ADDRESS OF HIS HOLINESS
POPE JOHN PAUL II
TO THE BISHOPS' CONFERENCE OF FRANCE
ON ITS ‘AD LIMINA APOSTOLORUM’ VISIT
Saturday, 1 February 1997
Dear Brothers in the Episcopate,
1. It is now your turn to make your visit ad limina Apostolorum, Pastors of the Dioceses of western France, after the Bishops of your country whom I have already received. I naturally recall my recent visit last September to Saint Laurent sur Sèvre in the Diocese of Luçon and to Sainte Anne d’Auray in the Diocese of Vannes. The warm welcome I was given by you and by the faithful of your region, made that early autumn a true sign of the Church’s eternal springtime.
I warmly thank Bishop Jacques Fihey of Coutances, your president, for his concise assessment of the pastoral situation in your Western Apostolic Region, which he presented on your behalf. You are welcome in the home of Peter’s Successor, in the city where the mandate Christ entrusted to the Prince of the Apostles, who witnessed to the Lord with his blood, continues to be exercised.
2. The formation of the lay faithful represents one of the activities frequently mentioned in your reports, with a pastoral orientation that I wish to encourage. The step taken by your Bishop's Conference, which has led to the Letter entitled Proposer la foi dans la société actuelle, will provide you with a useful guide for the members of your Dioceses and encourage them to give ever greater consideration to their witness. I would like to devote this meeting to stressing several significant points for the various kinds of formation you are to offer.
Every Christian is continually invited to deepen his faith; this will help him to come closer to the risen Christ and to be his witness in society. In fact, in a world where people do not cease to improve their scientific and technical knowledge, knowledge of the faith cannot remain merely the catechism learned in childhood. To grow humanly and spiritually, the Christian has an obvious need for ongoing formation. Without this, he risks no longer being enlightened in the sometimes difficult choices he must make in his life and in carrying out his specific Christian mission among his brothers and sisters. For as one of the most ancient patristic texts says, “what the soul is to the body, Christians are in the world .... So noble is the position to which God has assigned them that they are not allowed to desert it” (Letter to Diognetus, n. 6).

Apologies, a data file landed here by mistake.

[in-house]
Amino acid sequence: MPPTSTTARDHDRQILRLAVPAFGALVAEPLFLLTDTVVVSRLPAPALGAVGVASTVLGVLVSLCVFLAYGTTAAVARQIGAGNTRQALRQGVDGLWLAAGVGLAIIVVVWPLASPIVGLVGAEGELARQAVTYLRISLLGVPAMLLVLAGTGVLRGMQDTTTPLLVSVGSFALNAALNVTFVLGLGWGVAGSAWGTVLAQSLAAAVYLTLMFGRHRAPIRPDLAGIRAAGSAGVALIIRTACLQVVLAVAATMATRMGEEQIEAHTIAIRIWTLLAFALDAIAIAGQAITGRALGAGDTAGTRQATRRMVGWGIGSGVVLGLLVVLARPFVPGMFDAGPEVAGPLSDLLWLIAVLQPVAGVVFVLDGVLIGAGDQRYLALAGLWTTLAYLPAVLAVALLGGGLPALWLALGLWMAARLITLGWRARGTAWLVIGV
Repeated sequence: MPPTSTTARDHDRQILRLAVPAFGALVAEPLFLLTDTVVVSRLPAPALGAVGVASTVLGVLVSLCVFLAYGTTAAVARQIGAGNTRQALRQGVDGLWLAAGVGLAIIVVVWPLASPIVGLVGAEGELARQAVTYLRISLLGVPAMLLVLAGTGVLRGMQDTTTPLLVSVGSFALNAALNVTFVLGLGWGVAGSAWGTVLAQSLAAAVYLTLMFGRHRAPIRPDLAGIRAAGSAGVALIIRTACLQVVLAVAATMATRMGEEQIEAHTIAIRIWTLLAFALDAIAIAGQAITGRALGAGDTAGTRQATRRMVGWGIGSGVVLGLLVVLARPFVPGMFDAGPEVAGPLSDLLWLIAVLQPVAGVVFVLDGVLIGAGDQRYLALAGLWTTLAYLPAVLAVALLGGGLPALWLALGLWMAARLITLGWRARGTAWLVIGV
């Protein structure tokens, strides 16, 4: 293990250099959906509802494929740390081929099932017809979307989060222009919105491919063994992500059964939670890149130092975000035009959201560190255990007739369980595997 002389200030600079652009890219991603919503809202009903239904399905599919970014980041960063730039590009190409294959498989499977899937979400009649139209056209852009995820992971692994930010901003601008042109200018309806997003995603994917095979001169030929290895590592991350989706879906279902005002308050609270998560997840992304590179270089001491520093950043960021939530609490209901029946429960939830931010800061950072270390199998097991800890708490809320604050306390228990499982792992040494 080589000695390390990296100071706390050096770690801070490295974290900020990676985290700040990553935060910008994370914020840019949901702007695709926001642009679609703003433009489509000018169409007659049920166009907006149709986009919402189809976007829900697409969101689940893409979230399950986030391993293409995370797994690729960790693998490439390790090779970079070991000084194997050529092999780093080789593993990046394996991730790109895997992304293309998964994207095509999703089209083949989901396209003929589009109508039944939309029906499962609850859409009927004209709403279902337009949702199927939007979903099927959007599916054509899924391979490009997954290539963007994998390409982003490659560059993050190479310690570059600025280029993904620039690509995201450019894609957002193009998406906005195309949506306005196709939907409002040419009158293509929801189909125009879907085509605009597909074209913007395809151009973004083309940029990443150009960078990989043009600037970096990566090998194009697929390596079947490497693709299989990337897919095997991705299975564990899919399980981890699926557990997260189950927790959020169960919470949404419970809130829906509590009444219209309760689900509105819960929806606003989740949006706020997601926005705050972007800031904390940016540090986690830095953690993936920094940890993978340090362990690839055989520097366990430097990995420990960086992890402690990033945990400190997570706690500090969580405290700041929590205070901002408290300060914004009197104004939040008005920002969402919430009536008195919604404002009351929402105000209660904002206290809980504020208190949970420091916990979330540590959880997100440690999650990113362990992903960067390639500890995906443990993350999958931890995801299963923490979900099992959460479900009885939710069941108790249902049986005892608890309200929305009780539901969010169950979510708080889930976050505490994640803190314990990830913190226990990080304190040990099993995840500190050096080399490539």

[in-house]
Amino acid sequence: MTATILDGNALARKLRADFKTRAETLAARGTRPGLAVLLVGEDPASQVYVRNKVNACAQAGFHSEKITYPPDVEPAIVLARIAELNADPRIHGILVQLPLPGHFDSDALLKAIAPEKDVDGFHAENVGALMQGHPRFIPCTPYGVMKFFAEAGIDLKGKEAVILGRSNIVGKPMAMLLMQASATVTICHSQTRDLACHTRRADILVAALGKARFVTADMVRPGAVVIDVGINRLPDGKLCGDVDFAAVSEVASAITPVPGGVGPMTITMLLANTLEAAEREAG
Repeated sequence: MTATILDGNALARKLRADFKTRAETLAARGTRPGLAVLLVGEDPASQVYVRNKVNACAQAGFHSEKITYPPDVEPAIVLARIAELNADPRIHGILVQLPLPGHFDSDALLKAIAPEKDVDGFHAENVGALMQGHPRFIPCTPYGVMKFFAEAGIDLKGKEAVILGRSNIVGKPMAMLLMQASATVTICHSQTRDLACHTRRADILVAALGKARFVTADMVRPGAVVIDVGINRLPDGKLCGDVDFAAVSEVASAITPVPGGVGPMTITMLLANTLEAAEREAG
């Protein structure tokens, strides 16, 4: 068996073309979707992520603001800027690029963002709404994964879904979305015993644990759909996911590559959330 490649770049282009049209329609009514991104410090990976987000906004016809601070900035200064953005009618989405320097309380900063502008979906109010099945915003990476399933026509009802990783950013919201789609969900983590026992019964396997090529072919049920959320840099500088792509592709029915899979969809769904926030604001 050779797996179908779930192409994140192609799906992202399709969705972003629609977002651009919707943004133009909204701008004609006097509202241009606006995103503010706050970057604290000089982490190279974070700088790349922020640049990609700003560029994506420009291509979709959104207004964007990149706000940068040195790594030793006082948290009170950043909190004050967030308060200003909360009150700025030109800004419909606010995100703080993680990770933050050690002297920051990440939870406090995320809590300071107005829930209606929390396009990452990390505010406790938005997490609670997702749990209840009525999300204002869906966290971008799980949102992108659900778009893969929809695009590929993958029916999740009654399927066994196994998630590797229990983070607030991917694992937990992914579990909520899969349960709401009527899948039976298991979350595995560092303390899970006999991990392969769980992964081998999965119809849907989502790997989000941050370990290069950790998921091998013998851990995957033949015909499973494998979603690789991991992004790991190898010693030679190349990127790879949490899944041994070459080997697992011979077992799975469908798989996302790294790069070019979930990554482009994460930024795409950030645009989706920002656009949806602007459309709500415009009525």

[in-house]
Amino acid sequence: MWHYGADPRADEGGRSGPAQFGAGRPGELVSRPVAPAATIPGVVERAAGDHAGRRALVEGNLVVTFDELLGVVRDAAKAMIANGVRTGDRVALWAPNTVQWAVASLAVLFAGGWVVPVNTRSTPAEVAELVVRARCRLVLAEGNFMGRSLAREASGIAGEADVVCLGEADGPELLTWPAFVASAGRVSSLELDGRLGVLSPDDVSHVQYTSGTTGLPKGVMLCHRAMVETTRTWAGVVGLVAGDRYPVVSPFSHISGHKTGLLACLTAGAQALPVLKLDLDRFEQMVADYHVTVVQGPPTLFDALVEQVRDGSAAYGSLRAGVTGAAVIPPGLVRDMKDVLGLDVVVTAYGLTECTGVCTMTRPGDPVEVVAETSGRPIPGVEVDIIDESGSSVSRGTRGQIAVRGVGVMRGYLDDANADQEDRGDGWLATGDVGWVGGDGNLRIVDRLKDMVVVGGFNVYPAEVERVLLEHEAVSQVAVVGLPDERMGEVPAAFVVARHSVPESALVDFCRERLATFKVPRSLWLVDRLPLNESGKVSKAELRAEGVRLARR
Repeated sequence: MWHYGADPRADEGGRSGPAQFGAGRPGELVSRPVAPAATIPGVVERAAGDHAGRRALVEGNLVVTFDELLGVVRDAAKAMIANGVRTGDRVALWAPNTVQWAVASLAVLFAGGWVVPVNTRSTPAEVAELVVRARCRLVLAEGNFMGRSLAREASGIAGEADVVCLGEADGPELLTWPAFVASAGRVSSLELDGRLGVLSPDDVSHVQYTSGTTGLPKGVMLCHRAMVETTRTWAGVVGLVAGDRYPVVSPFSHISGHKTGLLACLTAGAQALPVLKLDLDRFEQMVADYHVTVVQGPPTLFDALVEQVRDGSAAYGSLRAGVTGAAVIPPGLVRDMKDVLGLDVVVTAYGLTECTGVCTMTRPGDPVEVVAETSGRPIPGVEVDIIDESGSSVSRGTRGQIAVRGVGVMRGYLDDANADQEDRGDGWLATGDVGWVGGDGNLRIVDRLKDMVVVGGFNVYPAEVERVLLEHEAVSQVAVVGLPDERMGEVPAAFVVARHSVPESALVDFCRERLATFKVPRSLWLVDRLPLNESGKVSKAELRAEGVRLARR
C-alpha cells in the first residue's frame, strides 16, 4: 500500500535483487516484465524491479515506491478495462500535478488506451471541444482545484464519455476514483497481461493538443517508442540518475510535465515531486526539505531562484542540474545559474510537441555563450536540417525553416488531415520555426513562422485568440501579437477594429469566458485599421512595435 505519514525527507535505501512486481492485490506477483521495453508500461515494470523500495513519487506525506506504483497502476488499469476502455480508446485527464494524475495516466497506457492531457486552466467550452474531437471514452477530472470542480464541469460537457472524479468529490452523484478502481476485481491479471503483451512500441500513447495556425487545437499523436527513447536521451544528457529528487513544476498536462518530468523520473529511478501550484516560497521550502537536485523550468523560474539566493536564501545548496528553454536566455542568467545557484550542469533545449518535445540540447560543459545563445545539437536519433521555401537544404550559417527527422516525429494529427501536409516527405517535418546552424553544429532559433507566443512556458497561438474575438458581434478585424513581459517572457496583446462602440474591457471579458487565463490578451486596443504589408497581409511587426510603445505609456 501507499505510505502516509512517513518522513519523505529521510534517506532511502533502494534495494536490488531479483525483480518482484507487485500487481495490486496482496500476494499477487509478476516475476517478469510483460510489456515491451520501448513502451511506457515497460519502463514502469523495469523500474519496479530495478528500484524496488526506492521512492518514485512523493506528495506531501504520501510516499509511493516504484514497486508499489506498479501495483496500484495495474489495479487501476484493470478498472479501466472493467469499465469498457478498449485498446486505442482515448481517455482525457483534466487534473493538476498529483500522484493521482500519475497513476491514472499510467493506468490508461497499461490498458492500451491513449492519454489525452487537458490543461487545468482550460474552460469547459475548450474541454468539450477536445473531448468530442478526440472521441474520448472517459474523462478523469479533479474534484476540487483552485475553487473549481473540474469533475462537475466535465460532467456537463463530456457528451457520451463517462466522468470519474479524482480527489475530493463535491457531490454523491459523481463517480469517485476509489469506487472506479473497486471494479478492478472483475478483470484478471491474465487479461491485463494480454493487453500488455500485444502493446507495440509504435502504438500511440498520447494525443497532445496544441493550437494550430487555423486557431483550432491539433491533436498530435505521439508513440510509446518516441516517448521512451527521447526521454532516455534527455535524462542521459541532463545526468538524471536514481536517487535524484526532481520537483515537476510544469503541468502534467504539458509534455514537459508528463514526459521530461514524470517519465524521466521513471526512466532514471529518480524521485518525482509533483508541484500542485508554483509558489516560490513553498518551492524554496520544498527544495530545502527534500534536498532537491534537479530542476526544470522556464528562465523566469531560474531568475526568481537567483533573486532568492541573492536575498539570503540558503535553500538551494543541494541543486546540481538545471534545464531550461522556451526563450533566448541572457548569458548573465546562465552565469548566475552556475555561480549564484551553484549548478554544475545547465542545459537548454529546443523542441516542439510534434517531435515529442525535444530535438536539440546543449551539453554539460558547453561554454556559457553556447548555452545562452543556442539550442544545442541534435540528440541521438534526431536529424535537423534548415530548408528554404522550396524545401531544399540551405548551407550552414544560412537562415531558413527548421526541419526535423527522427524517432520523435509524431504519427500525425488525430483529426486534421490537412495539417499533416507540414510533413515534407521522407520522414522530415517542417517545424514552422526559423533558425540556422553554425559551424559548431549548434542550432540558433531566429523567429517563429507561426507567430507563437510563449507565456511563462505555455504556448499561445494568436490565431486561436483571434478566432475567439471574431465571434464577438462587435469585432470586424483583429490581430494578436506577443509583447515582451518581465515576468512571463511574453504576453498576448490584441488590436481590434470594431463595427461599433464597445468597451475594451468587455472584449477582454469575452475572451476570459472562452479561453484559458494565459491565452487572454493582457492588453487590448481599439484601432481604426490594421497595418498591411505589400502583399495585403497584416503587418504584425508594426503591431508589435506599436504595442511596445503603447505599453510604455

Thus I encourage all Christ’s disciples to respond to your appeals and to take the time to develop their Christian life and their understanding of the faith. The Christian must be aware of this primary truth: God made man in his image and gave him the power to rule over creation, to put it at his service and to glorify the Creator. In creating him a rational being, he also gave him the possibility of reaching a form of rational knowledge of God, who, in addition, then invites him to follow a journey of faith.
Personal formation primarily offers the faithful an opportunity to interiorize all the knowledge acquired to enable them to unify their existence and their life around this central core of the person which the Fathers of the Church called the “heart's heart”; thus, from the depths of their soul they will belong to Christ and develop all the dimensions of their life, especially in their professional work and in social life. For it is every believer’s duty to take part in building up society, putting himself at the service of his brothers and sisters through the search for the common good. By his work, which enables him to meet his needs and those of his family, he also shares in developing and perfecting creation.